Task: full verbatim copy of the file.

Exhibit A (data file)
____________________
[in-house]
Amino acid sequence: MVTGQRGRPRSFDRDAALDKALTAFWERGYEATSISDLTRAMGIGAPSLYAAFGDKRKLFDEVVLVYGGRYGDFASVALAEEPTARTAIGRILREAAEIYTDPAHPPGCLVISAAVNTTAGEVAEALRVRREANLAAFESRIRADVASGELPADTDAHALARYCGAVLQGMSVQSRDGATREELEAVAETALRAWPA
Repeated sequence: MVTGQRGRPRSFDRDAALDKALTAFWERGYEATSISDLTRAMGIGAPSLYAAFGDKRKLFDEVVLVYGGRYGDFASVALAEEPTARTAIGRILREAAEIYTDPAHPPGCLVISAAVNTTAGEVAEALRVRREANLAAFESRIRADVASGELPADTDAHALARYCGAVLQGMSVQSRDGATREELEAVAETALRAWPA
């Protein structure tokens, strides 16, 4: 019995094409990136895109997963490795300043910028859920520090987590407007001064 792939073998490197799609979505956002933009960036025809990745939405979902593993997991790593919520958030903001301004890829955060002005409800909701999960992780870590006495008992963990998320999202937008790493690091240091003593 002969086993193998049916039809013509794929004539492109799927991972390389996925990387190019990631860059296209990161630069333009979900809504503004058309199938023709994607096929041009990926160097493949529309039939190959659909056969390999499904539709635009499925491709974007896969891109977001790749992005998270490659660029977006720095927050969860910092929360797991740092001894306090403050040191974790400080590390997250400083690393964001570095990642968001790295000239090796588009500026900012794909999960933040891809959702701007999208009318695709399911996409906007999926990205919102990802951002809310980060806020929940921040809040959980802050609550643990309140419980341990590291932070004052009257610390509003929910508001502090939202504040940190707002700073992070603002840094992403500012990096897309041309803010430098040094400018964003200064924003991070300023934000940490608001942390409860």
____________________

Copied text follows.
[in-house]
Amino acid sequence: MVTGQRGRPRSFDRDAALDKALTAFWERGYEATSISDLTRAMGIGAPSLYAAFGDKRKLFDEVVLVYGGRYGDFASVALAEEPTARTAIGRILREAAEIYTDPAHPPGCLVISAAVNTTAGEVAEALRVRREANLAAFESRIRADVASGELPADTDAHALARYCGAVLQGMSVQSRDGATREELEAVAETALRAWPA
Repeated sequence: MVTGQRGRPRSFDRDAALDKALTAFWERGYEATSISDLTRAMGIGAPSLYAAFGDKRKLFDEVVLVYGGRYGDFASVALAEEPTARTAIGRILREAAEIYTDPAHPPGCLVISAAVNTTAGEVAEALRVRREANLAAFESRIRADVASGELPADTDAHALARYCGAVLQGMSVQSRDGATREELEAVAETALRAWPA
């Protein structure tokens, strides 16, 4: 019995094409990136895109997963490795300043910028859920520090987590407007001064 792939073998490197799609979505956002933009960036025809990745939405979902593993997991790593919520958030903001301004890829955060002005409800909701999960992780870590006495008992963990998320999202937008790493690091240091003593 002969086993193998049916039809013509794929004539492109799927991972390389996925990387190019990631860059296209990161630069333009979900809504503004058309199938023709994607096929041009990926160097493949529309039939190959659909056969390999499904539709635009499925491709974007896969891109977001790749992005998270490659660029977006720095927050969860910092929360797991740092001894306090403050040191974790400080590390997250400083690393964001570095990642968001790295000239090796588009500026900012794909999960933040891809959702701007999208009318695709399911996409906007999926990205919102990802951002809310980060806020929940921040809040959980802050609550643990309140419980341990590291932070004052009257610390509003929910508001502090939202504040940190707002700073992070603002840094992403500012990096897309041309803010430098040094400018964003200064924003991070300023934000940490608001942390409860």